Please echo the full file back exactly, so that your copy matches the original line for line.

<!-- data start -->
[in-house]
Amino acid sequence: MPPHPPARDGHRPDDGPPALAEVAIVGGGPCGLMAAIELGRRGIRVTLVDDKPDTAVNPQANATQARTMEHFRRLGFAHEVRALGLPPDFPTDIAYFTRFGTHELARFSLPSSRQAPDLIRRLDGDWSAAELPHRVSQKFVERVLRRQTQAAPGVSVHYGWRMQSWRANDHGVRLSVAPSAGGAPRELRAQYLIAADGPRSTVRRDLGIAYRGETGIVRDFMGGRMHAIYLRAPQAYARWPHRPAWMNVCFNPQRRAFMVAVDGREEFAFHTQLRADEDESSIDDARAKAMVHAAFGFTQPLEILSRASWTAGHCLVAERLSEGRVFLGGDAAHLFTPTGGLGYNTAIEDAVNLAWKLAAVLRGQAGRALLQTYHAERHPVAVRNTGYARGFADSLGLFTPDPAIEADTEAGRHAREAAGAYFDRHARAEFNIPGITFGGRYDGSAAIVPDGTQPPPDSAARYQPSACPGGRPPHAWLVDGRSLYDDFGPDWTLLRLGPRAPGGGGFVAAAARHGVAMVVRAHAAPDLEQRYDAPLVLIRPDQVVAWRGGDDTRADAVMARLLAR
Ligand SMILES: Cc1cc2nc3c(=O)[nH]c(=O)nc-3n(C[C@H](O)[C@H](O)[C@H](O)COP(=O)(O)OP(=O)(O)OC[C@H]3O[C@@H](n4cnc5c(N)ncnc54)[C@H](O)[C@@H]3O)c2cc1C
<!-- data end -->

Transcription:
[in-house]
Amino acid sequence: MPPHPPARDGHRPDDGPPALAEVAIVGGGPCGLMAAIELGRRGIRVTLVDDKPDTAVNPQANATQARTMEHFRRLGFAHEVRALGLPPDFPTDIAYFTRFGTHELARFSLPSSRQAPDLIRRLDGDWSAAELPHRVSQKFVERVLRRQTQAAPGVSVHYGWRMQSWRANDHGVRLSVAPSAGGAPRELRAQYLIAADGPRSTVRRDLGIAYRGETGIVRDFMGGRMHAIYLRAPQAYARWPHRPAWMNVCFNPQRRAFMVAVDGREEFAFHTQLRADEDESSIDDARAKAMVHAAFGFTQPLEILSRASWTAGHCLVAERLSEGRVFLGGDAAHLFTPTGGLGYNTAIEDAVNLAWKLAAVLRGQAGRALLQTYHAERHPVAVRNTGYARGFADSLGLFTPDPAIEADTEAGRHAREAAGAYFDRHARAEFNIPGITFGGRYDGSAAIVPDGTQPPPDSAARYQPSACPGGRPPHAWLVDGRSLYDDFGPDWTLLRLGPRAPGGGGFVAAAARHGVAMVVRAHAAPDLEQRYDAPLVLIRPDQVVAWRGGDDTRADAVMARLLAR
Ligand SMILES: Cc1cc2nc3c(=O)[nH]c(=O)nc-3n(C[C@H](O)[C@H](O)[C@H](O)COP(=O)(O)OP(=O)(O)OC[C@H]3O[C@@H](n4cnc5c(N)ncnc54)[C@H](O)[C@@H]3O)c2cc1C